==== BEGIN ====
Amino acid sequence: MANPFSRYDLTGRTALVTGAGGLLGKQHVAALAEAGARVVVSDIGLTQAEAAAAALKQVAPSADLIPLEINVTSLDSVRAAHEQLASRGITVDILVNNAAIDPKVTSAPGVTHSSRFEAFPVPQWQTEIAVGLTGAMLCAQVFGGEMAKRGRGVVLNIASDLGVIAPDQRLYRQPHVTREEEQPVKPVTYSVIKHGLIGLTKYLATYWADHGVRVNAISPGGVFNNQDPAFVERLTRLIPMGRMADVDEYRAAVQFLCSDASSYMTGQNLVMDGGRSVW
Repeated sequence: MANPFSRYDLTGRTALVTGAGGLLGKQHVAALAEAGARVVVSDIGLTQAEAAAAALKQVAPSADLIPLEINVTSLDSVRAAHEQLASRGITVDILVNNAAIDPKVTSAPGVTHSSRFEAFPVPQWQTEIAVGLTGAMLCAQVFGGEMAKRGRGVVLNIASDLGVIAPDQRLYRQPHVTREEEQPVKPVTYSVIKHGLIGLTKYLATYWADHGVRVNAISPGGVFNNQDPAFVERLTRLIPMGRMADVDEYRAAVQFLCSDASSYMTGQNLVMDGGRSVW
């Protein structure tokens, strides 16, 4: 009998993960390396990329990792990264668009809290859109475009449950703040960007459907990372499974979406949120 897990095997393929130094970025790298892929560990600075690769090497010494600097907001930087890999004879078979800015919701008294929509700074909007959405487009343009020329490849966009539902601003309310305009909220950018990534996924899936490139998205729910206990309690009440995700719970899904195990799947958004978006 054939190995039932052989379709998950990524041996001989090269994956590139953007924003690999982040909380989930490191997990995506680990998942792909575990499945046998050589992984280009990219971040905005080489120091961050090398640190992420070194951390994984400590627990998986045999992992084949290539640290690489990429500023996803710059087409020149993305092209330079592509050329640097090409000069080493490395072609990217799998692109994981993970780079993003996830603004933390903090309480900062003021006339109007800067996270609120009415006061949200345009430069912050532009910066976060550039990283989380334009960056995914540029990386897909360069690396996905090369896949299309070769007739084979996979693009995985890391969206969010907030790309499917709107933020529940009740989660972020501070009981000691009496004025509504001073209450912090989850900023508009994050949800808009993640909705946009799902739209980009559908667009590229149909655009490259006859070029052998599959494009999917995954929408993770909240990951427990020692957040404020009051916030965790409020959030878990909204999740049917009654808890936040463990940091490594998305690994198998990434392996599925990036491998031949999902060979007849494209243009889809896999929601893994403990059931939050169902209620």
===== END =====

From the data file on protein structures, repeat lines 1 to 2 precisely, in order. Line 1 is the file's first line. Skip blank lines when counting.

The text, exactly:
Amino acid sequence: MANPFSRYDLTGRTALVTGAGGLLGKQHVAALAEAGARVVVSDIGLTQAEAAAAALKQVAPSADLIPLEINVTSLDSVRAAHEQLASRGITVDILVNNAAIDPKVTSAPGVTHSSRFEAFPVPQWQTEIAVGLTGAMLCAQVFGGEMAKRGRGVVLNIASDLGVIAPDQRLYRQPHVTREEEQPVKPVTYSVIKHGLIGLTKYLATYWADHGVRVNAISPGGVFNNQDPAFVERLTRLIPMGRMADVDEYRAAVQFLCSDASSYMTGQNLVMDGGRSVW
Repeated sequence: MANPFSRYDLTGRTALVTGAGGLLGKQHVAALAEAGARVVVSDIGLTQAEAAAAALKQVAPSADLIPLEINVTSLDSVRAAHEQLASRGITVDILVNNAAIDPKVTSAPGVTHSSRFEAFPVPQWQTEIAVGLTGAMLCAQVFGGEMAKRGRGVVLNIASDLGVIAPDQRLYRQPHVTREEEQPVKPVTYSVIKHGLIGLTKYLATYWADHGVRVNAISPGGVFNNQDPAFVERLTRLIPMGRMADVDEYRAAVQFLCSDASSYMTGQNLVMDGGRSVW